Optimism bias, strategic misinterpretation and reference class forecasting
Multi-National corporations completing large-scale projects face potential high cost overruns and possible overestimations on initial budgets. Through these, sometimes unrealized setbacks, the corporations are not operating at maximum possible efficiency. This can happen through a number of factors such as a poor allocation of resources, lacking a sufficient standard of managerial skills, Optimism Bias and Strategic Misinterpretation.
A Danish geographer by name of Bent Flyvbjerg did extensive research into cost overrun and benefit shortfall of major projects, with additional studies into hypothetical solutions. Through his investigation, Flyvbjerg realised that the cost and benefit shortfall of major projects could be better understood by filtering the wide topic into two sub-topics, Optimism Bias and Strategic Misrepresentation. Through further analysis into the study area, a possible solution to this problem was first found through the use of the Reference Class Forecasting approach (RCF). RCF approach helps by providing a less skewed and opinionated view on a specific subject by using the 'Outside View' instead of the commonly applied 'Inside View'. The over-arching goal is to reduce cost overrun and benefit shortfall by engaging all aspects to increase forecasting accuracy.
Through reading this article, a clear and succinct explanation of the strategies and ideas mentioned above will be discussed. A brief analysis will be given on how it is used in business practice to increase efficiency and a detailed paragraph of the studies' limitations as a theory will also be covered.
Optimism bias by definition is a form of cognitive bias. This bias refers to the belief that there are reduced negative externalities about a specific situation. Factors that contribute to Optimism bias is if an individual or corporation has a more informative view of the desired end state of the project, the cognitive mechanisms in use, the information the individual or company has to begin with and the overall mood of the project scope. All these factors significantly contribute to the bias, potentially skewing judgement on a project. Optimism bias can be both positive and negative, for example, an overoptimistic overall outcome of a project's benefits can lead to poor planning, budgeting and other factors in the early stages of the project portfolio. However, an increased Optimism Bias can be seen as quite a positive aspect of a business plan. An over-confidence in the desired outcome would increase expectations of an individual or company as it is falsely made to look that it is easier to achieve.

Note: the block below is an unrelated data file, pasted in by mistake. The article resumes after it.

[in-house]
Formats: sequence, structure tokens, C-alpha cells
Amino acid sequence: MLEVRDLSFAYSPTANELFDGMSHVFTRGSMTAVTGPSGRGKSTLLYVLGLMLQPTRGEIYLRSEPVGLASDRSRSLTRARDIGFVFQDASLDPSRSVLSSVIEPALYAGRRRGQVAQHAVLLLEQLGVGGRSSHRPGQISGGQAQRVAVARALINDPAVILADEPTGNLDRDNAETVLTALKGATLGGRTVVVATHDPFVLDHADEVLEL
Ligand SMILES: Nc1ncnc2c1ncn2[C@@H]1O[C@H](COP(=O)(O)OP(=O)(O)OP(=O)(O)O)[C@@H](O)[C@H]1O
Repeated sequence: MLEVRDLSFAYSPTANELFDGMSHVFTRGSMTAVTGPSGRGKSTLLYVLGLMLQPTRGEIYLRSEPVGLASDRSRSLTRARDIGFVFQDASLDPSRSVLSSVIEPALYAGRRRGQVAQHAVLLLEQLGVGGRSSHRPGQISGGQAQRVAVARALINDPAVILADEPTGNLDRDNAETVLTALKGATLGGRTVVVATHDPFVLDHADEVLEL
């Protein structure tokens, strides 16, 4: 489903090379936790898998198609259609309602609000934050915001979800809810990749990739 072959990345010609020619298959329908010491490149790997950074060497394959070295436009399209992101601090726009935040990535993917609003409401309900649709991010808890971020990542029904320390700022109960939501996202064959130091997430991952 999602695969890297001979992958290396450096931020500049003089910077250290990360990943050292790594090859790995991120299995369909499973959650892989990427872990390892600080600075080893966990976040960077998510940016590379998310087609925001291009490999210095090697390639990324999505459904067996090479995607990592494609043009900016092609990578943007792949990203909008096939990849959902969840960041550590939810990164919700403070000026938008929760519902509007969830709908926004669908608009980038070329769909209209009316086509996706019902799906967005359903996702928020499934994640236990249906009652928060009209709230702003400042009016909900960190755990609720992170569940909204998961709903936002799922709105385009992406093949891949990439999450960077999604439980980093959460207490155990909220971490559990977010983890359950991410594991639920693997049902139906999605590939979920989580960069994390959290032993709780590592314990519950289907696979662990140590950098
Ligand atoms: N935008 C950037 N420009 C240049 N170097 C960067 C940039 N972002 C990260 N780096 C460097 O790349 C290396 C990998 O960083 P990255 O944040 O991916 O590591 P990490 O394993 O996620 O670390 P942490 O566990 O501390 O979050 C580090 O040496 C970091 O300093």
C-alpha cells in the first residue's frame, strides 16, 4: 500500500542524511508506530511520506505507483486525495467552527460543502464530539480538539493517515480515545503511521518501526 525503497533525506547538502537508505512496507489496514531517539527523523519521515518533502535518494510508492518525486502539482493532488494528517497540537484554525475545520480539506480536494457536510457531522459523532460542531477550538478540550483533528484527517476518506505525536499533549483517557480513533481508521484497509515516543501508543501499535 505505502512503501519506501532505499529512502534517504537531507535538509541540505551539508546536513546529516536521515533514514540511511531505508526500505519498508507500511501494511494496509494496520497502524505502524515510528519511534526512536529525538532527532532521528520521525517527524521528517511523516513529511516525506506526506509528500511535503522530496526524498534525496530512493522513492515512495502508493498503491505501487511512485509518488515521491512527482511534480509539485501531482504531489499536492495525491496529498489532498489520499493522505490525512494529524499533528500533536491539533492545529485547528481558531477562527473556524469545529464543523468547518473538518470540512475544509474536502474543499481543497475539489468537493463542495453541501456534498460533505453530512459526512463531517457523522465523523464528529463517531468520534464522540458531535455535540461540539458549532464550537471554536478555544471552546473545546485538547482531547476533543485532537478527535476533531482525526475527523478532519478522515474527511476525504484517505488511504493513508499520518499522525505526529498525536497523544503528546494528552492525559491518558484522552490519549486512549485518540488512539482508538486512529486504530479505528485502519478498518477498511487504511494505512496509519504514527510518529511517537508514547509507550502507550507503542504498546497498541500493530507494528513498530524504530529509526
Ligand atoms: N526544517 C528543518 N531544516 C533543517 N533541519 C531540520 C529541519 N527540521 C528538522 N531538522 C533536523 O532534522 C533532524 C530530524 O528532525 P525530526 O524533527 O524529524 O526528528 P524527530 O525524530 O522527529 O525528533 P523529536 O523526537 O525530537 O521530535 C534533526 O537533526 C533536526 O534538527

Although this sounds negative if not met, increased expectations help people in a corporation and the business its self, grow considerably as the company will continuously strive for potential new feats. Not only are potential higher target reached, but self-satisfaction is drastically increased no matter the outcome as noted by Psychologists Margaret Marshall and John Brown's theory of Optimism Bias presented by Associate Professor of Cognitive Neuroscience Tali Sharot in a TED talk Cite error: Closing </ref> missing for <ref> tag
- ↑ 1.0 1.1 "The effect of optimism bias on the decision to terminate failing projects" https://www.pmi.org/learning/library/optimism-bias-terminate-failing-projects-3779 Writer- Meyer, Werner G., 2014 Accessed 15 feb 2018
- ↑ |last=Flyvberg |first=Bent |date=2006 |website=https://www.pmi.org/learning/library/nobel-project-management-reference-class-forecasting-8068s |access-date=24 February 2018}} Doe, John (2006). "From Nobel Prize to project management getting risks right". Encyclopedia of Things. Retrieved 24 February 2018. []
- ↑ "Curbing Optimism Bias and Strategic Misrepresentation in Planning: Reference Class Forecasting in Practice" http://peakconsulting.dk/Portals/0/media/PMO-forum/23-nov-2011/Flyvbjerg_2008_CurbingOptimismBiasAndStrategicMisrepresentationInPlanningReferenceClassForecastingInPractice.pdf Writer- Bent Flyvberg, May 2006 Accessed 16 feb 2018
- ↑ "From Nobel Prize to project management-getting risks right" https://www.pmi.org/learning/library/nobel-project-management-reference-class-forecasting-8068 Writer- Bent Flyvberg, 2006 Accessed 18 feb 2018
- ↑ https://www.pmi.org/learning/library/practical-application-empirical-evaluation-rcf-10277 Writer- Batselier, J. & Vanhoucke, M., October 2016 Accessed 19 feb 2018
- ↑ http://www.emeraldinsight.com/doi/abs/10.1108/IJMPB-07-2016-0063 Writer- Jame Prater, Konstantinos Kirytopoulos, Tony Ma, November 2016 Accessed 14 feb 2018
- ↑ "The Optimism Bias" https://www.ted.com/talks/tali_sharot_the_optimism_bias/transcript Writer- Tali Sharot, 2012 Accessed 12 feb 2018
- ↑ https://www.youtube.com/watch?v=MzNpH6nHTuo Writer- Decision skills, October 2016 Accessed 21 feb 2018
- ↑ https://www.youtube.com/watch?v=X9w9LTR-xSc Writer- Saïd Business School, University of Oxford, 2016 Accessed 22 feb 2018
- ↑ https://www.youtube.com/watch?v=Bx-lq_pOsUk&t=234 Writer- Saïd Business School, University of Oxford, 2016 Accessed 22 feb 2018
- ↑ https://en.wikipedia.org/wiki/Socrates Writer- Unknown, Feb 2018 Accessed 24 feb 2018
- ↑ https://www.youtube.com/watch?v=ZO-CGN78gdY Writer- Thunk, 2016 Accessed 22 feb 2018